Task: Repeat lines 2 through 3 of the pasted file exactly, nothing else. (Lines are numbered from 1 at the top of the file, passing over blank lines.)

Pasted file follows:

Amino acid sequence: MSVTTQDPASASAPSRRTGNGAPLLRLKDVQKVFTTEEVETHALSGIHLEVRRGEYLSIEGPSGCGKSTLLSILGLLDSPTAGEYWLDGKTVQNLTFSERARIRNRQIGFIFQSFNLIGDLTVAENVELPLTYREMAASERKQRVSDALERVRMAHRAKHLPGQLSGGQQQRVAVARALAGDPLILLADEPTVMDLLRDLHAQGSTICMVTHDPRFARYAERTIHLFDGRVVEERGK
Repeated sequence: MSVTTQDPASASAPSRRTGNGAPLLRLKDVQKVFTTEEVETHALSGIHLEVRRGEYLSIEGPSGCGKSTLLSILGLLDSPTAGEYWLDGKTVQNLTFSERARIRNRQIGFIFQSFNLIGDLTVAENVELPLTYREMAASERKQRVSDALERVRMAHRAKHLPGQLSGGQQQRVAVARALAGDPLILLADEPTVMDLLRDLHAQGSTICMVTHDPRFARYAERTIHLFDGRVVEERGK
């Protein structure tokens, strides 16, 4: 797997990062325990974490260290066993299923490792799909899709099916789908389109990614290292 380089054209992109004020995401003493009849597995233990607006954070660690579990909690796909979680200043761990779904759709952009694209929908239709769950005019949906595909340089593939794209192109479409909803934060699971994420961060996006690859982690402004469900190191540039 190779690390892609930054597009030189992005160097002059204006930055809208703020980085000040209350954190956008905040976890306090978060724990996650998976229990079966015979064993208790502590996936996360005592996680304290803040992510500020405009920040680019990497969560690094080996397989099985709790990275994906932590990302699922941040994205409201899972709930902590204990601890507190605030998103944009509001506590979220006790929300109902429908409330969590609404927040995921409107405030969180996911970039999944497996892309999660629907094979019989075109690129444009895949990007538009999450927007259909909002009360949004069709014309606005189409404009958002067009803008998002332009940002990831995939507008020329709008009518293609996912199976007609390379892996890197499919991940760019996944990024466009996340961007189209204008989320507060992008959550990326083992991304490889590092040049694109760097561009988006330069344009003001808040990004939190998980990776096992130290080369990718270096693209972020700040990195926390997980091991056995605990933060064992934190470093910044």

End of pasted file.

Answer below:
Repeated sequence: MSVTTQDPASASAPSRRTGNGAPLLRLKDVQKVFTTEEVETHALSGIHLEVRRGEYLSIEGPSGCGKSTLLSILGLLDSPTAGEYWLDGKTVQNLTFSERARIRNRQIGFIFQSFNLIGDLTVAENVELPLTYREMAASERKQRVSDALERVRMAHRAKHLPGQLSGGQQQRVAVARALAGDPLILLADEPTVMDLLRDLHAQGSTICMVTHDPRFARYAERTIHLFDGRVVEERGK
């Protein structure tokens, strides 16, 4: 797997990062325990974490260290066993299923490792799909899709099916789908389109990614290292 380089054209992109004020995401003493009849597995233990607006954070660690579990909690796909979680200043761990779904759709952009694209929908239709769950005019949906595909340089593939794209192109479409909803934060699971994420961060996006690859982690402004469900190191540039 190779690390892609930054597009030189992005160097002059204006930055809208703020980085000040209350954190956008905040976890306090978060724990996650998976229990079966015979064993208790502590996936996360005592996680304290803040992510500020405009920040680019990497969560690094080996397989099985709790990275994906932590990302699922941040994205409201899972709930902590204990601890507190605030998103944009509001506590979220006790929300109902429908409330969590609404927040995921409107405030969180996911970039999944497996892309999660629907094979019989075109690129444009895949990007538009999450927007259909909002009360949004069709014309606005189409404009958002067009803008998002332009940002990831995939507008020329709008009518293609996912199976007609390379892996890197499919991940760019996944990024466009996340961007189209204008989320507060992008959550990326083992991304490889590092040049694109760097561009988006330069344009003001808040990004939190998980990776096992130290080369990718270096693209972020700040990195926390997980091991056995605990933060064992934190470093910044």